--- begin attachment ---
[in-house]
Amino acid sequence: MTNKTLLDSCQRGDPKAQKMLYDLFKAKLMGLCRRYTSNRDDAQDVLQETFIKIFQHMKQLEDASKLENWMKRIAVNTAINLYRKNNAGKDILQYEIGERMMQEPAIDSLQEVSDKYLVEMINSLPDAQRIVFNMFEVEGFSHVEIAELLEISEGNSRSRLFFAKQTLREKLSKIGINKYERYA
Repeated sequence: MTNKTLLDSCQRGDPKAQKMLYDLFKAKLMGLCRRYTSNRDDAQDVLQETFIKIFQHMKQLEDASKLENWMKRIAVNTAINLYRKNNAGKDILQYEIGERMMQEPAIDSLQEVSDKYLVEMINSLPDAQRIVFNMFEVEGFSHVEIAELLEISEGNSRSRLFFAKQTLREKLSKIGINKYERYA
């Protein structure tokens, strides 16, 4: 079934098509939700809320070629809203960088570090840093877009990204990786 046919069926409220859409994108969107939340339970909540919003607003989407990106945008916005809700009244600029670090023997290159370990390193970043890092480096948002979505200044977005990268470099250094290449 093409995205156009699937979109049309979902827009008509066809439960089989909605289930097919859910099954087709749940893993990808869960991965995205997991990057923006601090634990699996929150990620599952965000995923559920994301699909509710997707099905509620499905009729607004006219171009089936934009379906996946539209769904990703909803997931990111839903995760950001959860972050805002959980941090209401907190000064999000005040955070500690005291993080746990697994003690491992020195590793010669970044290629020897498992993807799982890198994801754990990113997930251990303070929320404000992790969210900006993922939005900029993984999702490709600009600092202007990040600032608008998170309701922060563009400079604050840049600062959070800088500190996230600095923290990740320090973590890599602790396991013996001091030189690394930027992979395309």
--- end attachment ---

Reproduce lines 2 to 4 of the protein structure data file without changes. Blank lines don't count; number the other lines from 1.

Amino acid sequence: MTNKTLLDSCQRGDPKAQKMLYDLFKAKLMGLCRRYTSNRDDAQDVLQETFIKIFQHMKQLEDASKLENWMKRIAVNTAINLYRKNNAGKDILQYEIGERMMQEPAIDSLQEVSDKYLVEMINSLPDAQRIVFNMFEVEGFSHVEIAELLEISEGNSRSRLFFAKQTLREKLSKIGINKYERYA
Repeated sequence: MTNKTLLDSCQRGDPKAQKMLYDLFKAKLMGLCRRYTSNRDDAQDVLQETFIKIFQHMKQLEDASKLENWMKRIAVNTAINLYRKNNAGKDILQYEIGERMMQEPAIDSLQEVSDKYLVEMINSLPDAQRIVFNMFEVEGFSHVEIAELLEISEGNSRSRLFFAKQTLREKLSKIGINKYERYA
């Protein structure tokens, strides 16, 4: 079934098509939700809320070629809203960088570090840093877009990204990786 046919069926409220859409994108969107939340339970909540919003607003989407990106945008916005809700009244600029670090023997290159370990390193970043890092480096948002979505200044977005990268470099250094290449 093409995205156009699937979109049309979902827009008509066809439960089989909605289930097919859910099954087709749940893993990808869960991965995205997991990057923006601090634990699996929150990620599952965000995923559920994301699909509710997707099905509620499905009729607004006219171009089936934009379906996946539209769904990703909803997931990111839903995760950001959860972050805002959980941090209401907190000064999000005040955070500690005291993080746990697994003690491992020195590793010669970044290629020897498992993807799982890198994801754990990113997930251990303070929320404000992790969210900006993922939005900029993984999702490709600009600092202007990040600032608008998170309701922060563009400079604050840049600062959070800088500190996230600095923290990740320090973590890599602790396991013996001091030189690394930027992979395309």